Tasos Livaditis//Τάσος Λειβαδίτης

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ΤΗΝ ΠΡΩΤΗ νύχτα ήταν ακόμα φτωχός, “Κύριε” του λέω
φυσικά δεν είχα άλλους συγγενείς κι έπρεπε να τον φροντίσω
“είμαι ο νέος συγκάτοικος” είπε, για να μη δείξει πως ξέρει,
σήκωσα τότε με ταπεινοφροσύνη την πέτρα και την ακούμπησα
απαλά, μη μας το πάρει ο αέρας, «σε περιμένει η Μαρία» του λέω
μα εκείνη στεκόταν λυπημένη πίσω του, γιατί δε θα γνώριζε ποτέ
το Θεό, αφού τον έφερνε κιόλας μέσα της κι όταν φάνηκαν οι τρεις
γυναίκες τους έδειξα τον τάφο, απ’ όπου έβρισκε πάντα τον τρόπο
να βγαίνει, είχαν αρχίσει, μάλιστα, να μυρίζουν τα ροδόδεντρα
και στη στροφή του δρόμου, πάνω απ’ τη σπασμένη στάμνα,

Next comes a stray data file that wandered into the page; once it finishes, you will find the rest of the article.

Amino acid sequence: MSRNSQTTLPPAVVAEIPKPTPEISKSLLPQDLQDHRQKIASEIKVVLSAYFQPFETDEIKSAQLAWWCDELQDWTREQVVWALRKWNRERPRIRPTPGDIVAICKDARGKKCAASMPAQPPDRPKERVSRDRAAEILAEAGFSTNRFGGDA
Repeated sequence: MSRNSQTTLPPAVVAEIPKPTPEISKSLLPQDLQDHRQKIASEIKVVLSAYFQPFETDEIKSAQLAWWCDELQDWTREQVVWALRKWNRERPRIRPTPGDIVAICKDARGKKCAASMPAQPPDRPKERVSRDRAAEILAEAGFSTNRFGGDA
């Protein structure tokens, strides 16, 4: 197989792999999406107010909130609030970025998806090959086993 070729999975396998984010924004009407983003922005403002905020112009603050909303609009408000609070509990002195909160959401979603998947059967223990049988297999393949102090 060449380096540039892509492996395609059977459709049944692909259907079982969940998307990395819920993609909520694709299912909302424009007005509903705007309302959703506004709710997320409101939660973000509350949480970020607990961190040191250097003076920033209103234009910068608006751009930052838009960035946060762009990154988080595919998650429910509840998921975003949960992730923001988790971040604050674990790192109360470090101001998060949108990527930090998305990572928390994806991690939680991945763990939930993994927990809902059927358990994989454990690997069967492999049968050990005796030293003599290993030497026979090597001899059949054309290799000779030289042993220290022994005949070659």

η μικρή υπηρέτρια δεν έκλαιγε πια.
Αυτό ήταν το πρώτο θαύμα.
THE FIRST night he was still poor “Sir” I told him since
of course I had no other relatives I had to take care of him “I am
the new roommate” he said just to conceal that he knew; then
with humility I raised the rock and I placed it down softly that
the air wouldn’t blow it away “Maria is waiting for you” I said
to him but she sorrowfully stood behind him because she would
never get to know God since she already carried Him inside her
and when the three women appeared I showed them the tomb from
where he always knew how to escape in fact the rhododendrons
had bloomed and at the turn of the road over the broken pitcher
the young servant girl wasn’t crying anymore.
This was the first miracle.
~Τάσου Λειβαδίτη-Εκλεγμένα Ποιήματα/Μετάφραση Μανώλη Αλυγιζάκη
~Tasos Livaditis-Selected Poems/Translated by Manolis Aligizakis